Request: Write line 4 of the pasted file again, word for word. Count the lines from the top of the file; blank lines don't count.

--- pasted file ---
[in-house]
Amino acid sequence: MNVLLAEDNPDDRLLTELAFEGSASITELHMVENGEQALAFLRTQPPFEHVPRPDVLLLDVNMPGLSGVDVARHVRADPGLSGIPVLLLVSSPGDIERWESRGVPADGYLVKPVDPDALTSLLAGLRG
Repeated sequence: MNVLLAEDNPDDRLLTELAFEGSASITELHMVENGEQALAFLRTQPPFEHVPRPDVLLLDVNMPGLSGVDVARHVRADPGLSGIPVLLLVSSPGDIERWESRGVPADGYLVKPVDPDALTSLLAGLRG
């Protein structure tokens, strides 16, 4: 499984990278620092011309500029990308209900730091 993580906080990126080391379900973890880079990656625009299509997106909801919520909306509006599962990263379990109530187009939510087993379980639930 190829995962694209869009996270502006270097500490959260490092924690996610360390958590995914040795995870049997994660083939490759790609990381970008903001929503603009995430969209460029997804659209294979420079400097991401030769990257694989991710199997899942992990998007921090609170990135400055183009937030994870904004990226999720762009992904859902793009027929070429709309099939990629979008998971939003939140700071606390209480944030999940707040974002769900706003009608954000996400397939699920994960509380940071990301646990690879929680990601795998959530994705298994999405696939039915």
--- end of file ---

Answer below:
């Protein structure tokens, strides 16, 4: 499984990278620092011309500029990308209900730091 993580906080990126080391379900973890880079990656625009299509997106909801919520909306509006599962990263379990109530187009939510087993379980639930 190829995962694209869009996270502006270097500490959260490092924690996610360390958590995914040795995870049997994660083939490759790609990381970008903001929503603009995430969209460029997804659209294979420079400097991401030769990257694989991710199997899942992990998007921090609170990135400055183009937030994870904004990226999720762009992904859902793009027929070429709309099939990629979008998971939003939140700071606390209480944030999940707040974002769900706003009608954000996400397939699920994960509380940071990301646990690879929680990601795998959530994705298994999405696939039915």